A New Year’s Resolution for Law Students: Organize.

Today, American law schools are like factories that no force has the power to slow down — not even the timeless dictates of supply and demand.

So writes David Segal in his epic New York Times article on the crisis facing the legal profession.

He’s wrong, though analysis pieces obviously aren’t the place for serious advocacy (and he did generously direct me traffic; welcome to the LSTB, readers).

There is one force that can slow the bubble down.

Law students can assert their collective power against universities to reduce tuition, demand refunds, excuse needless staff, slash faculty salaries, shrink successive incoming classes, and whatever else they think is necessary.  If they’re really bold they can demand their schools decline all federal loan funding and switch to a human capital contract system.  If university officials don’t budge, they can start a walkout or a sit-down strike.  Law students don’t have much of a future as middle-income Americans, and for their own sakes, they need to stop thinking like ones.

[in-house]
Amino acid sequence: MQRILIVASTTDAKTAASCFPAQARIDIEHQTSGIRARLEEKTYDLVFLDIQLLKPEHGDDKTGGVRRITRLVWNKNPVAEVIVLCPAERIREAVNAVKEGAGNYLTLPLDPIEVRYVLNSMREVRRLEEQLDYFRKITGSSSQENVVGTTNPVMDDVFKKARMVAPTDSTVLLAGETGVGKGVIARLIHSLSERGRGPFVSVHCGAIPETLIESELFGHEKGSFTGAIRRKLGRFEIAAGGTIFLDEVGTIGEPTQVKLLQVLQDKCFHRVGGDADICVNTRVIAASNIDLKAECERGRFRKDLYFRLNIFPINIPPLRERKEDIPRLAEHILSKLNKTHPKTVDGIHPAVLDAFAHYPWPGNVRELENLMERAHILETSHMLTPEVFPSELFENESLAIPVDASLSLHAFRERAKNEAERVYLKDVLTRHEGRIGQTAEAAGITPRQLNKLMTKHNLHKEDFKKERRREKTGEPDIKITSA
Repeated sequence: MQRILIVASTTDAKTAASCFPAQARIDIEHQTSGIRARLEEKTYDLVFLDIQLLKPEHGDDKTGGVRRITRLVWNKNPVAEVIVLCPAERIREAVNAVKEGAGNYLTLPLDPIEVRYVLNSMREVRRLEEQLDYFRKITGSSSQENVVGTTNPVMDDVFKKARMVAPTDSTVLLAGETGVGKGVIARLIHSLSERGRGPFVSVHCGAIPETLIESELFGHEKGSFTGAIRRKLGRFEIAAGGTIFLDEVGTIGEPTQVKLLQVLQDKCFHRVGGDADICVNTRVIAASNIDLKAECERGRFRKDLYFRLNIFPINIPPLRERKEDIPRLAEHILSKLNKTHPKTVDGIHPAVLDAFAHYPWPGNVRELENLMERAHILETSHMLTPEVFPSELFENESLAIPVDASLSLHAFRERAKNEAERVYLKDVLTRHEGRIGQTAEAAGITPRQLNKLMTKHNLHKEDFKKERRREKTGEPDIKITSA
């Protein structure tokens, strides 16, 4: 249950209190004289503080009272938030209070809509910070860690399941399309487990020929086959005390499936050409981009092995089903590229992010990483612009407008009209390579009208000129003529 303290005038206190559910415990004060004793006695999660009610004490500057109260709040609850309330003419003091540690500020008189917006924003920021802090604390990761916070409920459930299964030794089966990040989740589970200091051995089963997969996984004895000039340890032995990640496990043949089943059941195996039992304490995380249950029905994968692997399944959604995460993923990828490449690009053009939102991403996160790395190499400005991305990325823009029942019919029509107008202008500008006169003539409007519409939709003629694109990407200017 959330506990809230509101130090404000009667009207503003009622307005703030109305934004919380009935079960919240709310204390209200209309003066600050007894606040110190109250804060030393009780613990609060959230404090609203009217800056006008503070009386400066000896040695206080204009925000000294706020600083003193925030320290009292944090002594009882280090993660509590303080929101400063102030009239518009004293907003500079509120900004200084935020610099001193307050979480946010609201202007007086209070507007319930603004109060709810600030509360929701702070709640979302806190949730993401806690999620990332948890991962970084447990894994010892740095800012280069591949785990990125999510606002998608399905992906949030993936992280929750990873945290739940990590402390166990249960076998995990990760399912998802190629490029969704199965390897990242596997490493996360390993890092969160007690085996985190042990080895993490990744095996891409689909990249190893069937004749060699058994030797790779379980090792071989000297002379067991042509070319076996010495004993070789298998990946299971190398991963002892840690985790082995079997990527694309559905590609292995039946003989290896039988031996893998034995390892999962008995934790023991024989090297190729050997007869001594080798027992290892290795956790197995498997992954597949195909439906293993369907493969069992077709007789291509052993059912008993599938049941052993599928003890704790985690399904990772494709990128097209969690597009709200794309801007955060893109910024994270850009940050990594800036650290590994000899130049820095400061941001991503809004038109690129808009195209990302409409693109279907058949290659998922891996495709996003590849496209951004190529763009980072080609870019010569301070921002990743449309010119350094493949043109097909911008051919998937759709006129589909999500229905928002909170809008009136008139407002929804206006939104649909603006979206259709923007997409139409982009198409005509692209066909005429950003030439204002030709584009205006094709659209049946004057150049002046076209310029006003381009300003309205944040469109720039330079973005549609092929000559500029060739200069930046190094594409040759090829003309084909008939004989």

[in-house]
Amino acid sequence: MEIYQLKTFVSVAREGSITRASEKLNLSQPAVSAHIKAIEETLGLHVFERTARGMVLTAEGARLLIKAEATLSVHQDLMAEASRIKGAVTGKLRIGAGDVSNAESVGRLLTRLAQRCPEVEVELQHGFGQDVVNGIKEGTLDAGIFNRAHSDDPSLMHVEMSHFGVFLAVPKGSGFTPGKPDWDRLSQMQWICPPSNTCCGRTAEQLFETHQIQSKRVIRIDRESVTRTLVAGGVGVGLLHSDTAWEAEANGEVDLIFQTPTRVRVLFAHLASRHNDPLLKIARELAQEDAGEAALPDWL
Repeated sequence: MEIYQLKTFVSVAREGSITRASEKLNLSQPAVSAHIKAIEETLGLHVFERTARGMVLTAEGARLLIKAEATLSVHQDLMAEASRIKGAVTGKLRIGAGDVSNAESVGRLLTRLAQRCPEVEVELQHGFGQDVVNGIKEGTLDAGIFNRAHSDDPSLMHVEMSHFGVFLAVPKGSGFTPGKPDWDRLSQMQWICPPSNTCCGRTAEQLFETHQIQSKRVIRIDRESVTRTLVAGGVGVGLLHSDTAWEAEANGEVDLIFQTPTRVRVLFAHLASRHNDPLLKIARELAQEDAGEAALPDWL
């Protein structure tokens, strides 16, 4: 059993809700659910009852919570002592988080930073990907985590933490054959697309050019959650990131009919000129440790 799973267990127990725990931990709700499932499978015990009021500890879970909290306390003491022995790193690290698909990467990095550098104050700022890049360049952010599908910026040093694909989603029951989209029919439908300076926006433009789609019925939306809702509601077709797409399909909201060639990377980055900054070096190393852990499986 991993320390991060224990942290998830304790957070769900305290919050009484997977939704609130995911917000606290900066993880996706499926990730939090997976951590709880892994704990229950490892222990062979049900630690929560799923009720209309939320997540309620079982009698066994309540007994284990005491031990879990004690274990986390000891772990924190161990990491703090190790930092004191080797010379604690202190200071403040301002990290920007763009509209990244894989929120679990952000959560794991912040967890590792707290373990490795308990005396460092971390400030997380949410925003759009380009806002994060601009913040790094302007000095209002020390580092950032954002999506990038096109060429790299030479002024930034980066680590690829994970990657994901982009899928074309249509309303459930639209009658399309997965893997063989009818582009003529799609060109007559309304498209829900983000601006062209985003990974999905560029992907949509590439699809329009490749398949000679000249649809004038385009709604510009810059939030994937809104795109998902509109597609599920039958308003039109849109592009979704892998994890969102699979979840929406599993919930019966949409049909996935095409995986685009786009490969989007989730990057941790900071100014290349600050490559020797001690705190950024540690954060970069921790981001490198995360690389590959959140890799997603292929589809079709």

So law students, here’s a breakdown:

There are Cons, and I’ll list ‘em first:

  • Student protests like these probably violate school policies and local laws, and if you opt for the more dramatic sit-down strike you might get arrested or expelled, tear-gassed at worst.  I doubt you’ll be beaten unless you’re violent.  Then again, what do I know?
  • If you fail a semester for not showing up, you’ll have to retake courses, which means paying more tuition.  Expulsion means you get a partial education and no degree.  Perhaps there’s hope you can transfer?  Your loans will be due immediately and you’ll be ineligible for income-based repayment.
  • You’ll lose your campus health insurance, campus employment, possibly campus housing, and other benefits.

But the Pros!!

  • Most importantly: law schools are weaker than they ever have been and ever will be.  Perhaps this sounds counterintuitive to you, and if it does I suspect that impression comes from watching law schools and the ABA bumble towards reform.  But remember, this is a bubble: the jobs aren’t there and tuition can’t go up forever.  Law schools know their business models are unsustainable and that their students aren’t likely to have a future in law practice.  By organizing now, you reap the benefits of the tuition bubble popping before anyone else.  You get nothing after you graduate.
  • Law schools rely on their reputations to sign on new students, and student strikes are not good PR.  No sir.  You may be surprised how quickly administrators respond to a strong bargaining strategy.